Building direct to fan relationships at speed for F1
Ogilvy UK supercharged conventional customer relationship marketing by fuelling fan passions, delivering a season of stories, told by an insider, directly to fans.
We created the first direct relationship with F1 fans – transforming typical customer relationship marketing practice into an ambitious content lead entertainment channel to keep fans switched on F1 and introduce new ways to enjoy.
We did this by creating a hyper-responsive fan engagement programme to turn fans into superfans, creating drama, making every race as unmissable as the latest episode of Game of Thrones.
Fans loved it. Our campaign delivered significant ROI, brought in new subscribers to F1 TV, new players to F1 Fantasy and contributed to ticket and merchandise sales, proving the value of direct communication with the sport’s true fans.
Heading into the 2018 season F1 was facing key challenges.
Lots of eyeballs but no direct relationship with these fans.
Formula 1 is one of the most popular sports in the world with a truly global television reach with over 350 million unique viewers in 2017 . But TV reach does not make for a direct relationship and it was hard to introduce and sell new services to indirect and unknown viewers.
Leading up to 2018 F1 had neglected fans, focusing on wooing broadcasters and brokering deals with circuits. Fans were left in the wilderness. For most of the decade, TV viewership had been in decline.
F1 was also losing fans to other digital content services who stepped into the neglected space. With no direct relationship with fans third parties siphoned off fan attention that F1 could have had.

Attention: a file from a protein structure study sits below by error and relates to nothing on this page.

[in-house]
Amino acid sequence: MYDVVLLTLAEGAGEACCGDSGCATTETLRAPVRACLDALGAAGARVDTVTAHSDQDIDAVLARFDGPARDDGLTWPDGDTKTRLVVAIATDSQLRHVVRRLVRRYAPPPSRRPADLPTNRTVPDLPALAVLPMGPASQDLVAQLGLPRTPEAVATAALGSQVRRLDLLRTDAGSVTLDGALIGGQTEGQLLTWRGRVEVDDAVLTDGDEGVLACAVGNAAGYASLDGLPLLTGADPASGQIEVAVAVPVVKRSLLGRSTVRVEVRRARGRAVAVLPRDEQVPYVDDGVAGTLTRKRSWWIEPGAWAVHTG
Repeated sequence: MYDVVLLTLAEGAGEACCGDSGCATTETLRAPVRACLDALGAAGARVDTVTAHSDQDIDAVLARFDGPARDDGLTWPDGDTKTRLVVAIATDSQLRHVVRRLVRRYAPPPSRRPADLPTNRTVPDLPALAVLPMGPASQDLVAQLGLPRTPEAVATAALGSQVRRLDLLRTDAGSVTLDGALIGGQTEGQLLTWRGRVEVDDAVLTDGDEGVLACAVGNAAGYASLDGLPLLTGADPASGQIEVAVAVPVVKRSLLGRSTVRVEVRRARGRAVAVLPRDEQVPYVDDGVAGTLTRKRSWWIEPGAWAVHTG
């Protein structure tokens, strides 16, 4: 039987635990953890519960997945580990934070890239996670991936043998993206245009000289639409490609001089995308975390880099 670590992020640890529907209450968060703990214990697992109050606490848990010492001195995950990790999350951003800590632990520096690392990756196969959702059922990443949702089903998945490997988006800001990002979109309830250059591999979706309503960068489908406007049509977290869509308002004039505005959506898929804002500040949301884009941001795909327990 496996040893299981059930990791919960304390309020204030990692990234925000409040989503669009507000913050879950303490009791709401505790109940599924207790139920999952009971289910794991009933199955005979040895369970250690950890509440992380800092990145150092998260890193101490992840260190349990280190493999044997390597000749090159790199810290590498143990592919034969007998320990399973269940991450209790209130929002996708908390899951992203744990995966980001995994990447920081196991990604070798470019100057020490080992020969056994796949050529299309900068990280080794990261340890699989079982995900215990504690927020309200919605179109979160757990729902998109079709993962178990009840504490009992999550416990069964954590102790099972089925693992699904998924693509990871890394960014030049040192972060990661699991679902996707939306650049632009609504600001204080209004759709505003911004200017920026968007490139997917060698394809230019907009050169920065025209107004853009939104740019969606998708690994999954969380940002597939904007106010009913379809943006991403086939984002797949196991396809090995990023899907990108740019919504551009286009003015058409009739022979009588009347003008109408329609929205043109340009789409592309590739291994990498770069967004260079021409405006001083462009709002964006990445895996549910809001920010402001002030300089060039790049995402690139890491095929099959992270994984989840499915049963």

The new owner of F1 had no way to sell new fan services
Liberty Media bought F1 in 2017. Its aim: put fans back in the driving seat. To help this, F1 introduced new ways to enjoy F1, from Fantasy gaming to a new F1TV app, but needed new ways to sell these to fans.
F1 had to earn the trust of fans to be able to offer new services
F1 wanted to build a direct and digital relationship “that forms an indispensable element of the F1 fan’s engagement with the sport”. For the recently established marketing department, direct could not be merely “a promotional tool” – a new approach was needed. It was suspected that a conventional customer relationship programme, grounded in offers, product information and competitions was not going to move fans.
Our target audience
F1 has many television fans but many have weak bonds to F1, casual viewers often keeping up with the sport via non-specialist media or unofficial non-expert motorsport sites.
Our primary target audience were the hardcore fans. They were passionate, influential and heavily involved with the sport, but not necessarily with official F1. If we could win over this core group, they could spread the word to others in the F1 community.
Creating fans, not customers
Social listening, fan panels and analysis of sports marketing best practice confirmed what we suspected. Fans do not think of themselves as customers.
We had to earn the trust of fans, feeding their passion before we could ask them to sign up to services.
For F1 to be enjoyable you need to be in the know